September 2015
Volume 15, Issue 12
Free
Vision Sciences Society Annual Meeting Abstract  |   September 2015
Image properties from the internal and external features of the face differentially predict patterns of neural response to expression and identity in human visual cortex
Author Affiliations
  • Mladen Sormaz
    Department of Psychology, University of York, UK. York Neuroimaging Centre, University of York, UK.
  • Andrew Young
    Department of Psychology, University of York, UK. York Neuroimaging Centre, University of York, UK.
  • David Watson
    Department of Psychology, University of York, UK. York Neuroimaging Centre, University of York, UK.
  • Timothy Andrews
    Department of Psychology, University of York, UK. York Neuroimaging Centre, University of York, UK.
Journal of Vision September 2015, Vol.15, 143. doi:10.1167/15.12.143
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      Mladen Sormaz, Andrew Young, David Watson, Timothy Andrews; Image properties from the internal and external features of the face differentially predict patterns of neural response to expression and identity in human visual cortex. Journal of Vision 2015;15(12):143. doi: 10.1167/15.12.143.

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      © ARVO (1962-2015); The Authors (2016-present)

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Abstract

Models of human face perception propose parallel pathways. One pathway is responsible for processing changeable aspects of faces such as expression, and the other pathway is responsible for relatively invariant aspects such as identity. However, it remains unclear what image properties are encoded in these different visual pathways. Here, we ask how image properties from the internal and external features of the face contribute to the neural representation of facial identity and expression. In the first experiment, we measured patterns of brain activity using fMRI while participants viewed images posing different facial expressions (fear, anger, disgust, sadness, happiness). Next, we asked whether these neural patterns of response could be explained by variation in the image properties of the face when posing different facial expressions. We found that neural patterns of response to facial expressions in face-selective regions could be predicted by image properties from the internal, but not the external features of the face. In the second experiment, we measured patterns of brain activity using fMRI while participants viewed images of faces with different identities. We then asked whether these neural patterns of response could be explained by variation in the image properties across faces with different identities. In contrast to facial expression, we found that neural patterns of response to facial identity in face-selective regions could be predicted by the image properties from the external, but not the internal features of the face. These results reveal a direct link between image properties from different parts of the face and the neural representation of facial expression and identity in the human brain.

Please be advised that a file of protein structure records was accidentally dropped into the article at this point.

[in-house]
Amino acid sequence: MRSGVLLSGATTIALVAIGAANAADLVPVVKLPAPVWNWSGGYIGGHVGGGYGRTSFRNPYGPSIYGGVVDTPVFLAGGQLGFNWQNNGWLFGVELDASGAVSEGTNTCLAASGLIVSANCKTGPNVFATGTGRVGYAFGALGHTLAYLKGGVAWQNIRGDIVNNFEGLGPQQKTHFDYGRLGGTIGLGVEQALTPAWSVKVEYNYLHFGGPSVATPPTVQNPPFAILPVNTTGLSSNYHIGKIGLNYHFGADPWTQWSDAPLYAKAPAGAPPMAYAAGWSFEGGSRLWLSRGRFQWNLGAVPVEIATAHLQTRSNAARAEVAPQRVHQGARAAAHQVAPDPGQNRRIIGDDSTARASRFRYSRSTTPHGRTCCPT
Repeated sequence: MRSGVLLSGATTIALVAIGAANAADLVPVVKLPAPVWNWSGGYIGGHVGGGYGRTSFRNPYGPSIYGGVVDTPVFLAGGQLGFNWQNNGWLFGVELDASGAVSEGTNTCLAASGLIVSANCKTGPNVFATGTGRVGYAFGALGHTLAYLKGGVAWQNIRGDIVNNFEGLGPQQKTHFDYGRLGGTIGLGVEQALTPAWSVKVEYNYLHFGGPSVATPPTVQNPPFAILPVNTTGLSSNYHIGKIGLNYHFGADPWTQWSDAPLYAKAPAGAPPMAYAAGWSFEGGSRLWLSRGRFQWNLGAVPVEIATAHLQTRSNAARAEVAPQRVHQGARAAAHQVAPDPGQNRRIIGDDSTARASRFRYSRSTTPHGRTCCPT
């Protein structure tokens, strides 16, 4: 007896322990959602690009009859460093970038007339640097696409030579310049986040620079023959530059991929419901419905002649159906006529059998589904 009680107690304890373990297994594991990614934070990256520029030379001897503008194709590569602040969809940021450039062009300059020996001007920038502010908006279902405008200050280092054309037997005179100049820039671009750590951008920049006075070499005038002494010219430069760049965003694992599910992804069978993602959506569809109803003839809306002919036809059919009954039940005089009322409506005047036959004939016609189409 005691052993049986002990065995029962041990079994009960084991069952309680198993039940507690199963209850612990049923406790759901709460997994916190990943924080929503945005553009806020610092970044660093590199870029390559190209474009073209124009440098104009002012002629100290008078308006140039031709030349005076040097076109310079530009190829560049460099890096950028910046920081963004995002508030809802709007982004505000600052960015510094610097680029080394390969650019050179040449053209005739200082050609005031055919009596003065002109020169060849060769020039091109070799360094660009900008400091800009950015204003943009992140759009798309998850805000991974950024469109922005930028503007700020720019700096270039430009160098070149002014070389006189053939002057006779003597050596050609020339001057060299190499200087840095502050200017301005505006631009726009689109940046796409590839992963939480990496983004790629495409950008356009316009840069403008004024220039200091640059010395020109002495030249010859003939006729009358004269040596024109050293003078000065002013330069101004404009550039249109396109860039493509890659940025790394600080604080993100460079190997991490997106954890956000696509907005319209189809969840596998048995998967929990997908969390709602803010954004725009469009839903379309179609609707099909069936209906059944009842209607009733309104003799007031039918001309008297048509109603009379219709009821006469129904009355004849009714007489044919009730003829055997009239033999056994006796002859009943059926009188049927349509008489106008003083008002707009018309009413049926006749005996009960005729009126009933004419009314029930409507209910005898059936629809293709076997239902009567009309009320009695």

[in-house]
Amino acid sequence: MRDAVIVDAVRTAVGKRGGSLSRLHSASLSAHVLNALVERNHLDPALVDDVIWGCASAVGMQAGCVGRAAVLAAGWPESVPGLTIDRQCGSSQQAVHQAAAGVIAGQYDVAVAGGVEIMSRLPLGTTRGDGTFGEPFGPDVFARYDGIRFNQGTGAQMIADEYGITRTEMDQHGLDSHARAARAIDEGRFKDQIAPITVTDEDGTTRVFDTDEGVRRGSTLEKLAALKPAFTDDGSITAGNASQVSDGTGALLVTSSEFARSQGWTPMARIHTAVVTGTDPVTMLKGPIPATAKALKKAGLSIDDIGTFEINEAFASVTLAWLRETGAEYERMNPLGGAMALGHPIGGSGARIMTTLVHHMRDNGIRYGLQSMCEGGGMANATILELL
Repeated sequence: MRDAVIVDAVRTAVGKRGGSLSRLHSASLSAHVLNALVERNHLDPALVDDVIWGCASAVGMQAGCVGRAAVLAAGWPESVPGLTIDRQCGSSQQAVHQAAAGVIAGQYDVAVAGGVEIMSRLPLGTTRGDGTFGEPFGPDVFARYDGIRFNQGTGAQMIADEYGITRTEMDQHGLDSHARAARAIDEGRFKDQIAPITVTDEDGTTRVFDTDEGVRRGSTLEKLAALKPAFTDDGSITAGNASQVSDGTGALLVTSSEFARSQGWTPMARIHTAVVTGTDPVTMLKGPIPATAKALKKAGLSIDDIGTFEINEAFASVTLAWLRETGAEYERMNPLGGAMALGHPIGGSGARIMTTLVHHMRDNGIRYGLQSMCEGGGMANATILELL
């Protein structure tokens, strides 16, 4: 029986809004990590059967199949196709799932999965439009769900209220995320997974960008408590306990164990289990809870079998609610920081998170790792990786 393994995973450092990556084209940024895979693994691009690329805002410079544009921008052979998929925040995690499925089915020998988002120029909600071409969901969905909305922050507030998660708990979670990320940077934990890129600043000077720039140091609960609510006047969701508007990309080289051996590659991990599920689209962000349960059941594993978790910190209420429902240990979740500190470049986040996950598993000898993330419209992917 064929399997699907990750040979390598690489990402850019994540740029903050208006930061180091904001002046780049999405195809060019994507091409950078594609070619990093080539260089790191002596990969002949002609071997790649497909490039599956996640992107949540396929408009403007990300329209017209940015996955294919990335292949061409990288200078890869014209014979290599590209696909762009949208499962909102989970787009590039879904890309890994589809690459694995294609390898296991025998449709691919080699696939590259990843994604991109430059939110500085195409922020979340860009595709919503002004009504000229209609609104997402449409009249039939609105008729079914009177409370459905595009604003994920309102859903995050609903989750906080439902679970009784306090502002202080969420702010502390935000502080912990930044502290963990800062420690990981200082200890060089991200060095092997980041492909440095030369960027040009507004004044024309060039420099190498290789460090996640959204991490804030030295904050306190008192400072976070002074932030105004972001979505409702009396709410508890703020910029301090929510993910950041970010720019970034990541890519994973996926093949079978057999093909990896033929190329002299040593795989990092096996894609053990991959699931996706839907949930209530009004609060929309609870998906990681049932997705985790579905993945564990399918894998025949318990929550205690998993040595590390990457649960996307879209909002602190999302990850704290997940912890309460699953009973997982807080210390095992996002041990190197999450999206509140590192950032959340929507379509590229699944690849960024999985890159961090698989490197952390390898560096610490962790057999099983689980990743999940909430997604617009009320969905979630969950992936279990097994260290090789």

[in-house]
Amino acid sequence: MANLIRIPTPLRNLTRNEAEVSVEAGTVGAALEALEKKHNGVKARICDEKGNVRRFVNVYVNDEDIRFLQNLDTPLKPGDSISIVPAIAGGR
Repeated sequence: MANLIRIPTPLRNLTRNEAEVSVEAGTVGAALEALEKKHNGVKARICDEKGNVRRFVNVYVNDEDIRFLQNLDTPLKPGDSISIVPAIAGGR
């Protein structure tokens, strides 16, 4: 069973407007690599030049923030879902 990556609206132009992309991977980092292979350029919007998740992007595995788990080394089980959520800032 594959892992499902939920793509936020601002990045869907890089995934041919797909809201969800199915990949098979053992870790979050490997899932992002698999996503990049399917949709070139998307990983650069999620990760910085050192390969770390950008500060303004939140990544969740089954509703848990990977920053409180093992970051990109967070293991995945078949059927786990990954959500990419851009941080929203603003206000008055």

Meeting abstract presented at VSS 2015

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